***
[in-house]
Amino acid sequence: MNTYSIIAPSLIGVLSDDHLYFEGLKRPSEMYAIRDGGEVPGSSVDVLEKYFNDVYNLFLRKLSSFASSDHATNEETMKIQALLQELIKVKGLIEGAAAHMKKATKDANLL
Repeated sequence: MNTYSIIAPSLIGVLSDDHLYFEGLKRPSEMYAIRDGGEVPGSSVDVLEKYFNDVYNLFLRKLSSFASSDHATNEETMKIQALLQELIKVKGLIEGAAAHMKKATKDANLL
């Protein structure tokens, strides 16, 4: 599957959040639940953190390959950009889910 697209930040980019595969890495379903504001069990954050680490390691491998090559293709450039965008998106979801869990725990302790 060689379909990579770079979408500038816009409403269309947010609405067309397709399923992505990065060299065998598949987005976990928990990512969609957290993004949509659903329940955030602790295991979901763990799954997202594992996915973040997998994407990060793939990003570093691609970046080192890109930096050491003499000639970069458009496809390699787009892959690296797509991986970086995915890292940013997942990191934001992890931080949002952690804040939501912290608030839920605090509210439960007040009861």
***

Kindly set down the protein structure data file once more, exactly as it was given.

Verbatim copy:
[in-house]
Amino acid sequence: MNTYSIIAPSLIGVLSDDHLYFEGLKRPSEMYAIRDGGEVPGSSVDVLEKYFNDVYNLFLRKLSSFASSDHATNEETMKIQALLQELIKVKGLIEGAAAHMKKATKDANLL
Repeated sequence: MNTYSIIAPSLIGVLSDDHLYFEGLKRPSEMYAIRDGGEVPGSSVDVLEKYFNDVYNLFLRKLSSFASSDHATNEETMKIQALLQELIKVKGLIEGAAAHMKKATKDANLL
């Protein structure tokens, strides 16, 4: 599957959040639940953190390959950009889910 697209930040980019595969890495379903504001069990954050680490390691491998090559293709450039965008998106979801869990725990302790 060689379909990579770079979408500038816009409403269309947010609405067309397709399923992505990065060299065998598949987005976990928990990512969609957290993004949509659903329940955030602790295991979901763990799954997202594992996915973040997998994407990060793939990003570093691609970046080192890109930096050491003499000639970069458009496809390699787009892959690296797509991986970086995915890292940013997942990191934001992890931080949002952690804040939501912290608030839920605090509210439960007040009861």